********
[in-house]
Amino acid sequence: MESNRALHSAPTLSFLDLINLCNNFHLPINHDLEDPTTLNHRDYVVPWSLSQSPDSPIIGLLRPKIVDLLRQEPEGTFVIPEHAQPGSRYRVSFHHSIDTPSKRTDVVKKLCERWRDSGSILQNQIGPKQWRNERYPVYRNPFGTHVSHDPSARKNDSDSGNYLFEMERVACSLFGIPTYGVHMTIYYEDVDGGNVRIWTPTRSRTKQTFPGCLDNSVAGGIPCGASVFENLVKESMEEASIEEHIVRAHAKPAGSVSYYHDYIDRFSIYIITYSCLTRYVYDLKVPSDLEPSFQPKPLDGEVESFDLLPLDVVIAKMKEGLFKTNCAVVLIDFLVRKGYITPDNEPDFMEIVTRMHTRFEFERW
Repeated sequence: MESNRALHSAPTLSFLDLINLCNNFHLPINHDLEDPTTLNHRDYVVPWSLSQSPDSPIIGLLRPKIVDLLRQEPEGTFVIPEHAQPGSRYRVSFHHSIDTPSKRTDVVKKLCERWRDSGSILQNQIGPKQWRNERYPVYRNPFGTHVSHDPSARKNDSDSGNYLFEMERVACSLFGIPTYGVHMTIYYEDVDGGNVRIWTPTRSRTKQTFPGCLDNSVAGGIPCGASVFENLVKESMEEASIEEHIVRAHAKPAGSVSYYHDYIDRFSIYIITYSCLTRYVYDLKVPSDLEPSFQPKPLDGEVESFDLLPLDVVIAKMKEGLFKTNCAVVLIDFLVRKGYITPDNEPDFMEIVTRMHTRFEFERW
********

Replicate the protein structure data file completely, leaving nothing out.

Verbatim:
[in-house]
Amino acid sequence: MESNRALHSAPTLSFLDLINLCNNFHLPINHDLEDPTTLNHRDYVVPWSLSQSPDSPIIGLLRPKIVDLLRQEPEGTFVIPEHAQPGSRYRVSFHHSIDTPSKRTDVVKKLCERWRDSGSILQNQIGPKQWRNERYPVYRNPFGTHVSHDPSARKNDSDSGNYLFEMERVACSLFGIPTYGVHMTIYYEDVDGGNVRIWTPTRSRTKQTFPGCLDNSVAGGIPCGASVFENLVKESMEEASIEEHIVRAHAKPAGSVSYYHDYIDRFSIYIITYSCLTRYVYDLKVPSDLEPSFQPKPLDGEVESFDLLPLDVVIAKMKEGLFKTNCAVVLIDFLVRKGYITPDNEPDFMEIVTRMHTRFEFERW
Repeated sequence: MESNRALHSAPTLSFLDLINLCNNFHLPINHDLEDPTTLNHRDYVVPWSLSQSPDSPIIGLLRPKIVDLLRQEPEGTFVIPEHAQPGSRYRVSFHHSIDTPSKRTDVVKKLCERWRDSGSILQNQIGPKQWRNERYPVYRNPFGTHVSHDPSARKNDSDSGNYLFEMERVACSLFGIPTYGVHMTIYYEDVDGGNVRIWTPTRSRTKQTFPGCLDNSVAGGIPCGASVFENLVKESMEEASIEEHIVRAHAKPAGSVSYYHDYIDRFSIYIITYSCLTRYVYDLKVPSDLEPSFQPKPLDGEVESFDLLPLDVVIAKMKEGLFKTNCAVVLIDFLVRKGYITPDNEPDFMEIVTRMHTRFEFERW